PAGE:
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Will there ever be another 30 game winner in MLB?


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I can't see it happening, with the 4-5 man rotations and pitching on the road, in certain ballparks.


Innings totals are not around 300 anymore and the middle relief corps, must hold just about every single lead, then let the closer finish.


It would be astounding but not sure it will ever be done. I'll go one step further and say 20, is a tremendous accomplishment and 23-25 would be outstanding.

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I don't think so, a 25 game winner would be a rare occurance due to all the 5 man rotations, specialized relief pitching, etc.. Guys don't pitch as often and do not go as long as they used to (most may get pulled before the team has chance to go ahead and/or comeback with the lead), too much middle relief imo.

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Phil Niekro: New York Yankees

"Knucksie" twice led the NL in wins and propelled Atlanta to the NL West title in 1969, when he recorded 23 victories, 21 complete games and a 2.57 ERA.


Grover Alexander: Chicago Cubs

Grover Cleveland Alexander overcame epilepsy and alcoholism to become one of baseball's greatest pitchers. "Ol' Pete" won 30 or more games each season from 1915-17 and led the league in ERA five times.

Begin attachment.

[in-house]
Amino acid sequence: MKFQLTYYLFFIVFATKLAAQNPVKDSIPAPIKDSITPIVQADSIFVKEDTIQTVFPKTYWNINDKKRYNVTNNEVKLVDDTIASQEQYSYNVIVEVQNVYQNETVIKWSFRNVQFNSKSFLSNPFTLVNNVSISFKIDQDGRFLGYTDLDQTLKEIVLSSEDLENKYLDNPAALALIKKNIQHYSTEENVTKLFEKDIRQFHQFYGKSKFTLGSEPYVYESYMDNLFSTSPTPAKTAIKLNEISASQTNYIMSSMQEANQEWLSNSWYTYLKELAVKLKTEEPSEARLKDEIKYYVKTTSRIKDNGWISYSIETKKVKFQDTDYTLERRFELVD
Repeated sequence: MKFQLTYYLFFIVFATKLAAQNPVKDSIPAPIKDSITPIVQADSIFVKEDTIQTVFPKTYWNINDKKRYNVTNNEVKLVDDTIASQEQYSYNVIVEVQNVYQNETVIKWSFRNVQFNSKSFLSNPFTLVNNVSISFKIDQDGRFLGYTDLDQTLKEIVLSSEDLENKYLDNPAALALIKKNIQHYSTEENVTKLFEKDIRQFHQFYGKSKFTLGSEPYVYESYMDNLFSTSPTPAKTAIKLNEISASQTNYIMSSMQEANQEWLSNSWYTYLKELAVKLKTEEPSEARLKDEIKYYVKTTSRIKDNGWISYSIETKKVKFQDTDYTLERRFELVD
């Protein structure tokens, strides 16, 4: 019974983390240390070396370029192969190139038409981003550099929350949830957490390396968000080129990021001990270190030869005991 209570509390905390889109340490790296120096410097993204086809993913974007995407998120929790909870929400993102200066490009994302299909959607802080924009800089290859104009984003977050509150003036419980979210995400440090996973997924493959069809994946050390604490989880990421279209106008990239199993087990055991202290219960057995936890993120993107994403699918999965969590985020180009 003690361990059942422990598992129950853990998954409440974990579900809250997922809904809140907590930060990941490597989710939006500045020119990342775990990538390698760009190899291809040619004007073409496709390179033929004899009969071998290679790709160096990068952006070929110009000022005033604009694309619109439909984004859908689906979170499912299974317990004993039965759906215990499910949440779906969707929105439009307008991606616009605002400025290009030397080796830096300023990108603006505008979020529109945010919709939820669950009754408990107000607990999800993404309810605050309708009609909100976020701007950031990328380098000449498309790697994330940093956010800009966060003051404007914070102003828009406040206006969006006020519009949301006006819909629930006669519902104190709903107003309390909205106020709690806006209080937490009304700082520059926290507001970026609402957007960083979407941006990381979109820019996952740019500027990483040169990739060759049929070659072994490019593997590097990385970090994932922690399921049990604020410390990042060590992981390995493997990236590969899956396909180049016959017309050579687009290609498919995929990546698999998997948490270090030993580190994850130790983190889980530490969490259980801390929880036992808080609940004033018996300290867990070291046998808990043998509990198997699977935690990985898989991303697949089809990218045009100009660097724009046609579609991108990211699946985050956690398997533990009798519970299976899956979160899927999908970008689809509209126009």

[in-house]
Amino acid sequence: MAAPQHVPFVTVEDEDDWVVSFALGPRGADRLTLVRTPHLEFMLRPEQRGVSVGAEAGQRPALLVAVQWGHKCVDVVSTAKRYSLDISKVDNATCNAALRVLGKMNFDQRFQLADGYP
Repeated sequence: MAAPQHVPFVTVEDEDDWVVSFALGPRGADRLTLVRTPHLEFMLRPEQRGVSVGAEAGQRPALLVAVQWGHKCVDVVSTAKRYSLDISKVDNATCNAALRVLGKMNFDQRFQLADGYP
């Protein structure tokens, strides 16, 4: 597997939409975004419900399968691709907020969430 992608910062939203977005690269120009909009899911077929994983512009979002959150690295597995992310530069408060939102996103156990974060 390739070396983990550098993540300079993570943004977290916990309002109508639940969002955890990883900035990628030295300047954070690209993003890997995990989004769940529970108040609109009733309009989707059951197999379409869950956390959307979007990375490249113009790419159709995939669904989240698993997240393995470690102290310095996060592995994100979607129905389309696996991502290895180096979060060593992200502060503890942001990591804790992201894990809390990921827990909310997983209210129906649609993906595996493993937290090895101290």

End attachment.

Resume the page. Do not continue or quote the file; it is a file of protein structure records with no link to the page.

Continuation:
Christy Mathewson: New York Giants

As charismatic and popular as any player in the early 1900s, Christopher Mathewson won at least 22 games for 12 straight seasons.


Cy Young: Boston Red Sox

Young won 20 games 16 times (five 30-win seasons). He averaged 27 wins and a 3.05 ERA in the 1890s; 27 wins and a 2.12 ERA in the 1900s.


Kid Nichols: Boston Beaneaters

Charles Augustus Nichols won at least 25 games in each of his first nine seasons, leading the Boston Beaneaters to five National League championships. With a smooth delivery, "Kid" won 30 games a record seven times between 1891 and 1898.

John Clarkson: Cleveland Spiders

John Gibson Clarkson averaged 41 wins a season from 1885-1889 and won 30 or more games six times. Clarkson won 53 games in 1885 and twice pitched more than 600 innings in a season.

Charley Radbourn: Cincinnati Reds

Radbourn pitched the last 27 games of the 1884 season for the Providence Grays and won 26.


Mickey Welch: New York Giants

Michael Francis Welch was a four-time 30-game winner who once struck out the first nine batters he faced, a record that remains untouched.


Tim Keefe: New York Giants

With a submarine delivery, Timothy John Keefe won 341 games in 14 seasons. "Sir Timothy" ran off a record 19 consecutive victories during the 1888 season, twice won over 40 games


Pud Galvin: Pittsburgh Alleghenys

Short and stocky, he was a tireless worker who won 20 games 10 times and twice topped the 40-win mark.

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